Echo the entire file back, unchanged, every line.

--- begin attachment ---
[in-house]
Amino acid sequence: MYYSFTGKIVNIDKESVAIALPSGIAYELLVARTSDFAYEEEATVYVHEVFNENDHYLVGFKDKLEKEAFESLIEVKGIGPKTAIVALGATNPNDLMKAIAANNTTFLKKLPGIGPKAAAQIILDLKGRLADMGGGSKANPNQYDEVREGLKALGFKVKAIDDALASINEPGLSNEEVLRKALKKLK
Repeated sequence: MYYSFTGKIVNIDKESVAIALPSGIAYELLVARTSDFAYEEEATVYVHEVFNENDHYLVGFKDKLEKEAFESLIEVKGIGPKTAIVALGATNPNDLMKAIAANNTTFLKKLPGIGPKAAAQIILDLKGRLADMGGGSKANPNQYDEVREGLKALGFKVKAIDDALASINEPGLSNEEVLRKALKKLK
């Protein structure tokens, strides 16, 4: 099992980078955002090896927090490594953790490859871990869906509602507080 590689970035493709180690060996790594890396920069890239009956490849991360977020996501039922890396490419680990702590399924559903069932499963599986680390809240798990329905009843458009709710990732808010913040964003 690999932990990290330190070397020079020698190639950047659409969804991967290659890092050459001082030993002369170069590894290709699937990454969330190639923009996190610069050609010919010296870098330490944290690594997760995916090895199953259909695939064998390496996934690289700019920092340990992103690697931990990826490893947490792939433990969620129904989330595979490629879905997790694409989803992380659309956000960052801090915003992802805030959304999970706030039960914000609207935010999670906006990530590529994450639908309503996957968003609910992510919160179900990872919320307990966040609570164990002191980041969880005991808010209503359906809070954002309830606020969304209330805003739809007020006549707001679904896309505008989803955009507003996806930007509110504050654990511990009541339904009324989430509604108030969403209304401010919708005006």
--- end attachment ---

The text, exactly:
[in-house]
Amino acid sequence: MYYSFTGKIVNIDKESVAIALPSGIAYELLVARTSDFAYEEEATVYVHEVFNENDHYLVGFKDKLEKEAFESLIEVKGIGPKTAIVALGATNPNDLMKAIAANNTTFLKKLPGIGPKAAAQIILDLKGRLADMGGGSKANPNQYDEVREGLKALGFKVKAIDDALASINEPGLSNEEVLRKALKKLK
Repeated sequence: MYYSFTGKIVNIDKESVAIALPSGIAYELLVARTSDFAYEEEATVYVHEVFNENDHYLVGFKDKLEKEAFESLIEVKGIGPKTAIVALGATNPNDLMKAIAANNTTFLKKLPGIGPKAAAQIILDLKGRLADMGGGSKANPNQYDEVREGLKALGFKVKAIDDALASINEPGLSNEEVLRKALKKLK
């Protein structure tokens, strides 16, 4: 099992980078955002090896927090490594953790490859871990869906509602507080 590689970035493709180690060996790594890396920069890239009956490849991360977020996501039922890396490419680990702590399924559903069932499963599986680390809240798990329905009843458009709710990732808010913040964003 690999932990990290330190070397020079020698190639950047659409969804991967290659890092050459001082030993002369170069590894290709699937990454969330190639923009996190610069050609010919010296870098330490944290690594997760995916090895199953259909695939064998390496996934690289700019920092340990992103690697931990990826490893947490792939433990969620129904989330595979490629879905997790694409989803992380659309956000960052801090915003992802805030959304999970706030039960914000609207935010999670906006990530590529994450639908309503996957968003609910992510919160179900990872919320307990966040609570164990002191980041969880005991808010209503359906809070954002309830606020969304209330805003739809007020006549707001679904896309505008989803955009507003996806930007509110504050654990511990009541339904009324989430509604108030969403209304401010919708005006």